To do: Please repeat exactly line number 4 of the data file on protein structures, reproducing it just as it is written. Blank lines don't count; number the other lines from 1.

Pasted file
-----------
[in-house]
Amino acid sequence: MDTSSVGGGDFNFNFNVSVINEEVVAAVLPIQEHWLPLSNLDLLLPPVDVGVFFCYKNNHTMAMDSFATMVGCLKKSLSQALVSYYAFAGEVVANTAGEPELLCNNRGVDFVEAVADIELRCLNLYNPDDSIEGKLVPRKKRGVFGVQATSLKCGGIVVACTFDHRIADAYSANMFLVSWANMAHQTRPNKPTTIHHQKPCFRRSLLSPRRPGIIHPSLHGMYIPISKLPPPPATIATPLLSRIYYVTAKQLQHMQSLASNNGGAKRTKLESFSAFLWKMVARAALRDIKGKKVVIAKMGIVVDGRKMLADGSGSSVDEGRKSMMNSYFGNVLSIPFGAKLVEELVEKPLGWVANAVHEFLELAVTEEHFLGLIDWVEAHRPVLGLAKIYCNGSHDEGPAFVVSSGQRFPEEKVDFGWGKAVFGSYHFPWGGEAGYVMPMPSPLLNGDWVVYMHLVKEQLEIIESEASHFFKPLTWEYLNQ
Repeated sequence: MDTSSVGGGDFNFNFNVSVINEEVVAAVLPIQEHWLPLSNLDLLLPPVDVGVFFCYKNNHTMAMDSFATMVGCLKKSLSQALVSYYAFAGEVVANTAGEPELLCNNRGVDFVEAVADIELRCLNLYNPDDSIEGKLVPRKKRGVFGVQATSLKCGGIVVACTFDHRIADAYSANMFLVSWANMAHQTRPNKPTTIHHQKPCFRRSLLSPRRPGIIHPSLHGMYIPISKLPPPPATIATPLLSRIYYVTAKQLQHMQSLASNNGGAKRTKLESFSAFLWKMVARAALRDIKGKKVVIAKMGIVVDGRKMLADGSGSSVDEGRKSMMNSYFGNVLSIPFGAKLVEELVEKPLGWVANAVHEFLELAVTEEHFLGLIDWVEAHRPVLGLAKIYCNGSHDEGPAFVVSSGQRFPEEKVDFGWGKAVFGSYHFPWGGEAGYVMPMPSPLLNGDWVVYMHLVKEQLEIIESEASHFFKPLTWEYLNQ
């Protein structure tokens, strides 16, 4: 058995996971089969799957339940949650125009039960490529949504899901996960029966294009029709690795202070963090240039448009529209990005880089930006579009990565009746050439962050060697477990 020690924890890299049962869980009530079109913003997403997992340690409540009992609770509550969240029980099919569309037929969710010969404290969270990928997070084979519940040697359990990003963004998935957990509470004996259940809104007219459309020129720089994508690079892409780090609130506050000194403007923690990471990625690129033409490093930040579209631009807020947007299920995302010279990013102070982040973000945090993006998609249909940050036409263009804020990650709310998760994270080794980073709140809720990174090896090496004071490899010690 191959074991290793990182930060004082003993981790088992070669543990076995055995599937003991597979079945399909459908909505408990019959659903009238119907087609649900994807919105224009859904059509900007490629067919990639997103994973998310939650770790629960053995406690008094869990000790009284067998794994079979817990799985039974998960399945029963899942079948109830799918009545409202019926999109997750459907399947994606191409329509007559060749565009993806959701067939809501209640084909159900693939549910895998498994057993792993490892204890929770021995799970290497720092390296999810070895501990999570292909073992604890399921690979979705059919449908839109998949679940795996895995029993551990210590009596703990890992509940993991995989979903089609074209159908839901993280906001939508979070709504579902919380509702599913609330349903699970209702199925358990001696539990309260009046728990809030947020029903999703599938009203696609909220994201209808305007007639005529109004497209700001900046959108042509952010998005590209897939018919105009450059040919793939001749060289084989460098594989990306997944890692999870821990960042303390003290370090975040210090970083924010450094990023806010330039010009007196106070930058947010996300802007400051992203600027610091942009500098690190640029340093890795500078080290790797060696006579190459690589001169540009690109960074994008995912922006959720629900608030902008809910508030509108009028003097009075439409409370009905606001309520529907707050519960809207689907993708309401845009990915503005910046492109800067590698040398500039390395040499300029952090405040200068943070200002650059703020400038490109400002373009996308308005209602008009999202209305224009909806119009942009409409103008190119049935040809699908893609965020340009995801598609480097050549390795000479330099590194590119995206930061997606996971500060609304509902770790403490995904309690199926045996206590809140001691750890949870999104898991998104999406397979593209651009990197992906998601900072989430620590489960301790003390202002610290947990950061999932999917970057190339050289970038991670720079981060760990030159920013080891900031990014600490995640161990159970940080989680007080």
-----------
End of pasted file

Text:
């Protein structure tokens, strides 16, 4: 058995996971089969799957339940949650125009039960490529949504899901996960029966294009029709690795202070963090240039448009529209990005880089930006579009990565009746050439962050060697477990 020690924890890299049962869980009530079109913003997403997992340690409540009992609770509550969240029980099919569309037929969710010969404290969270990928997070084979519940040697359990990003963004998935957990509470004996259940809104007219459309020129720089994508690079892409780090609130506050000194403007923690990471990625690129033409490093930040579209631009807020947007299920995302010279990013102070982040973000945090993006998609249909940050036409263009804020990650709310998760994270080794980073709140809720990174090896090496004071490899010690 191959074991290793990182930060004082003993981790088992070669543990076995055995599937003991597979079945399909459908909505408990019959659903009238119907087609649900994807919105224009859904059509900007490629067919990639997103994973998310939650770790629960053995406690008094869990000790009284067998794994079979817990799985039974998960399945029963899942079948109830799918009545409202019926999109997750459907399947994606191409329509007559060749565009993806959701067939809501209640084909159900693939549910895998498994057993792993490892204890929770021995799970290497720092390296999810070895501990999570292909073992604890399921690979979705059919449908839109998949679940795996895995029993551990210590009596703990890992509940993991995989979903089609074209159908839901993280906001939508979070709504579902919380509702599913609330349903699970209702199925358990001696539990309260009046728990809030947020029903999703599938009203696609909220994201209808305007007639005529109004497209700001900046959108042509952010998005590209897939018919105009450059040919793939001749060289084989460098594989990306997944890692999870821990960042303390003290370090975040210090970083924010450094990023806010330039010009007196106070930058947010996300802007400051992203600027610091942009500098690190640029340093890795500078080290790797060696006579190459690589001169540009690109960074994008995912922006959720629900608030902008809910508030509108009028003097009075439409409370009905606001309520529907707050519960809207689907993708309401845009990915503005910046492109800067590698040398500039390395040499300029952090405040200068943070200002650059703020400038490109400002373009996308308005209602008009999202209305224009909806119009942009409409103008190119049935040809699908893609965020340009995801598609480097050549390795000479330099590194590119995206930061997606996971500060609304509902770790403490995904309690199926045996206590809140001691750890949870999104898991998104999406397979593209651009990197992906998601900072989430620590489960301790003390202002610290947990950061999932999917970057190339050289970038991670720079981060760990030159920013080891900031990014600490995640161990159970940080989680007080």